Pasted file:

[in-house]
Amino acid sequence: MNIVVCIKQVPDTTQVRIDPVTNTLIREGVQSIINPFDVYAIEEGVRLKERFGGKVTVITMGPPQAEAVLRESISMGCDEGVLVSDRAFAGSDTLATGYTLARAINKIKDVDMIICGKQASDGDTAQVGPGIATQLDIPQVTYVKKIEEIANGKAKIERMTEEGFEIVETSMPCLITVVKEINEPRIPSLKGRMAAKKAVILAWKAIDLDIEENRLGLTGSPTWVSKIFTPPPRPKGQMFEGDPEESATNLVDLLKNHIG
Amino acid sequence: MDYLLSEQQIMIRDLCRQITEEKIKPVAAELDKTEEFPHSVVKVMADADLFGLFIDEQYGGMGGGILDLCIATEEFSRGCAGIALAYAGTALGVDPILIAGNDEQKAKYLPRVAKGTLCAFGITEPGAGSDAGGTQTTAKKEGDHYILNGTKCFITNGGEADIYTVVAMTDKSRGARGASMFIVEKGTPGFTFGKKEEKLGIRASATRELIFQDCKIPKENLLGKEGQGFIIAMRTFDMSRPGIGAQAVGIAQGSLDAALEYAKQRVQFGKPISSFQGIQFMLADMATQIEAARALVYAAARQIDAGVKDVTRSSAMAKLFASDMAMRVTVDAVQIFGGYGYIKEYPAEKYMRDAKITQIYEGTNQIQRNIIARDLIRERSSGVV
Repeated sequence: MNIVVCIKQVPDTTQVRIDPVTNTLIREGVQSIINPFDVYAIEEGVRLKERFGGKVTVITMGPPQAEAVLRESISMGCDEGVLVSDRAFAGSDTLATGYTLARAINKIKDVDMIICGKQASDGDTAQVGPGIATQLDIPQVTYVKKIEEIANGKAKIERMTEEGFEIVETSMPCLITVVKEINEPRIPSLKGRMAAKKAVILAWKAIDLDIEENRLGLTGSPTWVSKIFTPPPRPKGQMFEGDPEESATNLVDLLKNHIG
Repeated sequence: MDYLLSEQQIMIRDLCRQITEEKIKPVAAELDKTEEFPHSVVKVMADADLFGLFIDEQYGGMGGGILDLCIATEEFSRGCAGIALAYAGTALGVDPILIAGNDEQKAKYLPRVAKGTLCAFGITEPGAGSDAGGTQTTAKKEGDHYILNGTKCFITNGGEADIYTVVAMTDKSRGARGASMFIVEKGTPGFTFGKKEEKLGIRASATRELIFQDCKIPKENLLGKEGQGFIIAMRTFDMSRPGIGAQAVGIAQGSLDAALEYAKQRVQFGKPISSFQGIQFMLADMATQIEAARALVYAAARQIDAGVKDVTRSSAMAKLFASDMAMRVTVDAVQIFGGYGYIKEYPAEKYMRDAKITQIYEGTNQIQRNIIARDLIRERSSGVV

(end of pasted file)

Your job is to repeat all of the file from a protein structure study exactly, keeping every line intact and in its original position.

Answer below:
[in-house]
Amino acid sequence: MNIVVCIKQVPDTTQVRIDPVTNTLIREGVQSIINPFDVYAIEEGVRLKERFGGKVTVITMGPPQAEAVLRESISMGCDEGVLVSDRAFAGSDTLATGYTLARAINKIKDVDMIICGKQASDGDTAQVGPGIATQLDIPQVTYVKKIEEIANGKAKIERMTEEGFEIVETSMPCLITVVKEINEPRIPSLKGRMAAKKAVILAWKAIDLDIEENRLGLTGSPTWVSKIFTPPPRPKGQMFEGDPEESATNLVDLLKNHIG
Amino acid sequence: MDYLLSEQQIMIRDLCRQITEEKIKPVAAELDKTEEFPHSVVKVMADADLFGLFIDEQYGGMGGGILDLCIATEEFSRGCAGIALAYAGTALGVDPILIAGNDEQKAKYLPRVAKGTLCAFGITEPGAGSDAGGTQTTAKKEGDHYILNGTKCFITNGGEADIYTVVAMTDKSRGARGASMFIVEKGTPGFTFGKKEEKLGIRASATRELIFQDCKIPKENLLGKEGQGFIIAMRTFDMSRPGIGAQAVGIAQGSLDAALEYAKQRVQFGKPISSFQGIQFMLADMATQIEAARALVYAAARQIDAGVKDVTRSSAMAKLFASDMAMRVTVDAVQIFGGYGYIKEYPAEKYMRDAKITQIYEGTNQIQRNIIARDLIRERSSGVV
Repeated sequence: MNIVVCIKQVPDTTQVRIDPVTNTLIREGVQSIINPFDVYAIEEGVRLKERFGGKVTVITMGPPQAEAVLRESISMGCDEGVLVSDRAFAGSDTLATGYTLARAINKIKDVDMIICGKQASDGDTAQVGPGIATQLDIPQVTYVKKIEEIANGKAKIERMTEEGFEIVETSMPCLITVVKEINEPRIPSLKGRMAAKKAVILAWKAIDLDIEENRLGLTGSPTWVSKIFTPPPRPKGQMFEGDPEESATNLVDLLKNHIG
Repeated sequence: MDYLLSEQQIMIRDLCRQITEEKIKPVAAELDKTEEFPHSVVKVMADADLFGLFIDEQYGGMGGGILDLCIATEEFSRGCAGIALAYAGTALGVDPILIAGNDEQKAKYLPRVAKGTLCAFGITEPGAGSDAGGTQTTAKKEGDHYILNGTKCFITNGGEADIYTVVAMTDKSRGARGASMFIVEKGTPGFTFGKKEEKLGIRASATRELIFQDCKIPKENLLGKEGQGFIIAMRTFDMSRPGIGAQAVGIAQGSLDAALEYAKQRVQFGKPISSFQGIQFMLADMATQIEAARALVYAAARQIDAGVKDVTRSSAMAKLFASDMAMRVTVDAVQIFGGYGYIKEYPAEKYMRDAKITQIYEGTNQIQRNIIARDLIRERSSGVV